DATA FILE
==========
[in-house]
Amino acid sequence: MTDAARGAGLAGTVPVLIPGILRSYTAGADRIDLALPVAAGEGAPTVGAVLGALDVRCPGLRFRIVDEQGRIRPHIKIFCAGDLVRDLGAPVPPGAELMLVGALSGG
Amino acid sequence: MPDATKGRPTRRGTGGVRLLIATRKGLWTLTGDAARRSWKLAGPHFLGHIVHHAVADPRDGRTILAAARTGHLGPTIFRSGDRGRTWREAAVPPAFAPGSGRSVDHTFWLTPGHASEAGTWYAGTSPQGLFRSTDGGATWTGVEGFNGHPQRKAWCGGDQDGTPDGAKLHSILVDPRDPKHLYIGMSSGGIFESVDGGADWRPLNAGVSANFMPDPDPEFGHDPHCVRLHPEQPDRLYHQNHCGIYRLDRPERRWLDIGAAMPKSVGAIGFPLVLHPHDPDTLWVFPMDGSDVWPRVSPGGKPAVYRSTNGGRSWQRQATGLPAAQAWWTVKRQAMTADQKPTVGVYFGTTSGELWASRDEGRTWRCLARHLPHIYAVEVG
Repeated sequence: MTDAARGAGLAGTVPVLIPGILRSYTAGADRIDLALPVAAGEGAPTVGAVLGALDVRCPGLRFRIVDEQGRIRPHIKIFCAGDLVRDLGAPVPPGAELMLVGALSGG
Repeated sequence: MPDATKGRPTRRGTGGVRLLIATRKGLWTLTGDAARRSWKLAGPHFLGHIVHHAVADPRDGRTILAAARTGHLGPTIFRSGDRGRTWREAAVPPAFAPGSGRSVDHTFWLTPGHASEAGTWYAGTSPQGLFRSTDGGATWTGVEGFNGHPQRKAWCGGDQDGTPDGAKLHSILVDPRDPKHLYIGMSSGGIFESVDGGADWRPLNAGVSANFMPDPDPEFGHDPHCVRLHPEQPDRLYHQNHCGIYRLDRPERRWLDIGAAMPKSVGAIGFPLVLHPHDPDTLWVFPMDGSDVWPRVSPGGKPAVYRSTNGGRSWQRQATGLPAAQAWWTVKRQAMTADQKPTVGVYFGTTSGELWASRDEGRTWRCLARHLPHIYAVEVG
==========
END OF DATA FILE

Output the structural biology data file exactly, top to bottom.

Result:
[in-house]
Amino acid sequence: MTDAARGAGLAGTVPVLIPGILRSYTAGADRIDLALPVAAGEGAPTVGAVLGALDVRCPGLRFRIVDEQGRIRPHIKIFCAGDLVRDLGAPVPPGAELMLVGALSGG
Amino acid sequence: MPDATKGRPTRRGTGGVRLLIATRKGLWTLTGDAARRSWKLAGPHFLGHIVHHAVADPRDGRTILAAARTGHLGPTIFRSGDRGRTWREAAVPPAFAPGSGRSVDHTFWLTPGHASEAGTWYAGTSPQGLFRSTDGGATWTGVEGFNGHPQRKAWCGGDQDGTPDGAKLHSILVDPRDPKHLYIGMSSGGIFESVDGGADWRPLNAGVSANFMPDPDPEFGHDPHCVRLHPEQPDRLYHQNHCGIYRLDRPERRWLDIGAAMPKSVGAIGFPLVLHPHDPDTLWVFPMDGSDVWPRVSPGGKPAVYRSTNGGRSWQRQATGLPAAQAWWTVKRQAMTADQKPTVGVYFGTTSGELWASRDEGRTWRCLARHLPHIYAVEVG
Repeated sequence: MTDAARGAGLAGTVPVLIPGILRSYTAGADRIDLALPVAAGEGAPTVGAVLGALDVRCPGLRFRIVDEQGRIRPHIKIFCAGDLVRDLGAPVPPGAELMLVGALSGG
Repeated sequence: MPDATKGRPTRRGTGGVRLLIATRKGLWTLTGDAARRSWKLAGPHFLGHIVHHAVADPRDGRTILAAARTGHLGPTIFRSGDRGRTWREAAVPPAFAPGSGRSVDHTFWLTPGHASEAGTWYAGTSPQGLFRSTDGGATWTGVEGFNGHPQRKAWCGGDQDGTPDGAKLHSILVDPRDPKHLYIGMSSGGIFESVDGGADWRPLNAGVSANFMPDPDPEFGHDPHCVRLHPEQPDRLYHQNHCGIYRLDRPERRWLDIGAAMPKSVGAIGFPLVLHPHDPDTLWVFPMDGSDVWPRVSPGGKPAVYRSTNGGRSWQRQATGLPAAQAWWTVKRQAMTADQKPTVGVYFGTTSGELWASRDEGRTWRCLARHLPHIYAVEVG